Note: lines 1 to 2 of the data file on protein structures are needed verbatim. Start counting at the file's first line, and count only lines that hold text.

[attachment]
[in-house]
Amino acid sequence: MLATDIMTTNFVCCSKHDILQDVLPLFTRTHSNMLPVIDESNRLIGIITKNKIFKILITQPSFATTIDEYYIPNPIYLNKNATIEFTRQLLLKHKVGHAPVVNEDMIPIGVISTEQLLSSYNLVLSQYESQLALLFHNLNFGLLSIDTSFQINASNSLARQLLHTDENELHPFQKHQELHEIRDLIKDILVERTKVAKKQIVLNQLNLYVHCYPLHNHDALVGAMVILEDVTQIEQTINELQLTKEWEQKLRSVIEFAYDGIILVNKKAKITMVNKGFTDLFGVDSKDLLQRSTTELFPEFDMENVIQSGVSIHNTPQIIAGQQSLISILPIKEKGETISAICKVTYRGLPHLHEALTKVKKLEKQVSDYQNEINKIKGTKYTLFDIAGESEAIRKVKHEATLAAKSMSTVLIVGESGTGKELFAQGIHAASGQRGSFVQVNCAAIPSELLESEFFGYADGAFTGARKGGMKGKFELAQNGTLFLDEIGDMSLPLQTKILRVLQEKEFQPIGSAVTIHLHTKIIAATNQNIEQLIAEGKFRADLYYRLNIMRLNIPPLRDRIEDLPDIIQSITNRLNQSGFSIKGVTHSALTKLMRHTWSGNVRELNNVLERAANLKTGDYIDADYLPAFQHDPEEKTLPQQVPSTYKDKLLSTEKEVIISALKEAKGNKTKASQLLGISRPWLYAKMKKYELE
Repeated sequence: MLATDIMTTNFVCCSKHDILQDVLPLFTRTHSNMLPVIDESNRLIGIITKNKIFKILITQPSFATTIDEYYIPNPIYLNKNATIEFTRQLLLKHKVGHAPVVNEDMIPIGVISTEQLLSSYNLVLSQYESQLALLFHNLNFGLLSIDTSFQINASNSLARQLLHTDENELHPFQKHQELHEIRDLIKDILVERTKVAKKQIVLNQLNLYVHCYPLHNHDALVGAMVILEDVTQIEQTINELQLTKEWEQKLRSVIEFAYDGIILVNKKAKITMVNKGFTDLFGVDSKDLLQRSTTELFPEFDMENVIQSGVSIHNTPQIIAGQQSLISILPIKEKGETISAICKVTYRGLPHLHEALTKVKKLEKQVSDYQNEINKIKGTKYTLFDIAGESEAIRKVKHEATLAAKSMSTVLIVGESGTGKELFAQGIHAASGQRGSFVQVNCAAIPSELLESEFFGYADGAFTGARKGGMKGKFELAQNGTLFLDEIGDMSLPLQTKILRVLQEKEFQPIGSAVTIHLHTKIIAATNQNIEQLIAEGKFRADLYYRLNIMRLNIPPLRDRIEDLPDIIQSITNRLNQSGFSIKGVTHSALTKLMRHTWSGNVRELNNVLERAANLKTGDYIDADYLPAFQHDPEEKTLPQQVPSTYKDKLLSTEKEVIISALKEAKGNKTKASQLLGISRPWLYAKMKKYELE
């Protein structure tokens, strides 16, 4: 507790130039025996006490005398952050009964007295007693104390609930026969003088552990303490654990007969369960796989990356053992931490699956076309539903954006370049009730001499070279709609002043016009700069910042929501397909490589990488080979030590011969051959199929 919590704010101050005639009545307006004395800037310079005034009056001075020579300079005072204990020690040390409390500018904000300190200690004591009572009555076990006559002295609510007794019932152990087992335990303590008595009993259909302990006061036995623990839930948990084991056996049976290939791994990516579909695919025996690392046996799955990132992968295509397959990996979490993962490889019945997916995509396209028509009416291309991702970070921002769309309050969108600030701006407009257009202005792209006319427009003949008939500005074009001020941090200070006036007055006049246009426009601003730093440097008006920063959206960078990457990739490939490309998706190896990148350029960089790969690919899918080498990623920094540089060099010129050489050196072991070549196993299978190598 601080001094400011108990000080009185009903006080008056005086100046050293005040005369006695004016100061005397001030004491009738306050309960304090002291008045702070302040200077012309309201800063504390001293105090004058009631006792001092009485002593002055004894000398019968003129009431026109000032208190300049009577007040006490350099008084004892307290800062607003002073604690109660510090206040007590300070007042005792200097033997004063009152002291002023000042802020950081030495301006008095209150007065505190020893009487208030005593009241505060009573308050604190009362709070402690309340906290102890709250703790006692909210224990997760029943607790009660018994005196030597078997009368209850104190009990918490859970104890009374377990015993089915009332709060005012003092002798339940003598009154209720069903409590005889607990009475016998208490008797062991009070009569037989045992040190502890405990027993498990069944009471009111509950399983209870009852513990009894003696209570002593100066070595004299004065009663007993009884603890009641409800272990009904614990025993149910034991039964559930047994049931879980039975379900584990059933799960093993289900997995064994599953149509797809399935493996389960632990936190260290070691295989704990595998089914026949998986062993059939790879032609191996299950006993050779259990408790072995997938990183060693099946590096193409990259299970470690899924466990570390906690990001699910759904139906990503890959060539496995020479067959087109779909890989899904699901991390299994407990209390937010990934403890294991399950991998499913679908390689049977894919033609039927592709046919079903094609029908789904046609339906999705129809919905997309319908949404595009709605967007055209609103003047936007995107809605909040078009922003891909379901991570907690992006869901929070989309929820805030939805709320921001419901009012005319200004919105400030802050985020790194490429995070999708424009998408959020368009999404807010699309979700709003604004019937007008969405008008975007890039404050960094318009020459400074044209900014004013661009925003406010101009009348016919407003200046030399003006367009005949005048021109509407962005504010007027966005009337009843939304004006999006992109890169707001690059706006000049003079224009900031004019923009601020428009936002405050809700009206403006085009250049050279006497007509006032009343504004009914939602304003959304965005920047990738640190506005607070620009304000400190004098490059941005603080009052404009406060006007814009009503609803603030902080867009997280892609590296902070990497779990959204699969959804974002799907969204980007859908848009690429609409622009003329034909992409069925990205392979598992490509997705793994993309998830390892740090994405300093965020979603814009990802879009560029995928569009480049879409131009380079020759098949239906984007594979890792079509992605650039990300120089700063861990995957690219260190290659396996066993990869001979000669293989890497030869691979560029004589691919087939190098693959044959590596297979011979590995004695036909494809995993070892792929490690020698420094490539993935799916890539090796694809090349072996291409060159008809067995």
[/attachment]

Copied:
[in-house]
Amino acid sequence: MLATDIMTTNFVCCSKHDILQDVLPLFTRTHSNMLPVIDESNRLIGIITKNKIFKILITQPSFATTIDEYYIPNPIYLNKNATIEFTRQLLLKHKVGHAPVVNEDMIPIGVISTEQLLSSYNLVLSQYESQLALLFHNLNFGLLSIDTSFQINASNSLARQLLHTDENELHPFQKHQELHEIRDLIKDILVERTKVAKKQIVLNQLNLYVHCYPLHNHDALVGAMVILEDVTQIEQTINELQLTKEWEQKLRSVIEFAYDGIILVNKKAKITMVNKGFTDLFGVDSKDLLQRSTTELFPEFDMENVIQSGVSIHNTPQIIAGQQSLISILPIKEKGETISAICKVTYRGLPHLHEALTKVKKLEKQVSDYQNEINKIKGTKYTLFDIAGESEAIRKVKHEATLAAKSMSTVLIVGESGTGKELFAQGIHAASGQRGSFVQVNCAAIPSELLESEFFGYADGAFTGARKGGMKGKFELAQNGTLFLDEIGDMSLPLQTKILRVLQEKEFQPIGSAVTIHLHTKIIAATNQNIEQLIAEGKFRADLYYRLNIMRLNIPPLRDRIEDLPDIIQSITNRLNQSGFSIKGVTHSALTKLMRHTWSGNVRELNNVLERAANLKTGDYIDADYLPAFQHDPEEKTLPQQVPSTYKDKLLSTEKEVIISALKEAKGNKTKASQLLGISRPWLYAKMKKYELE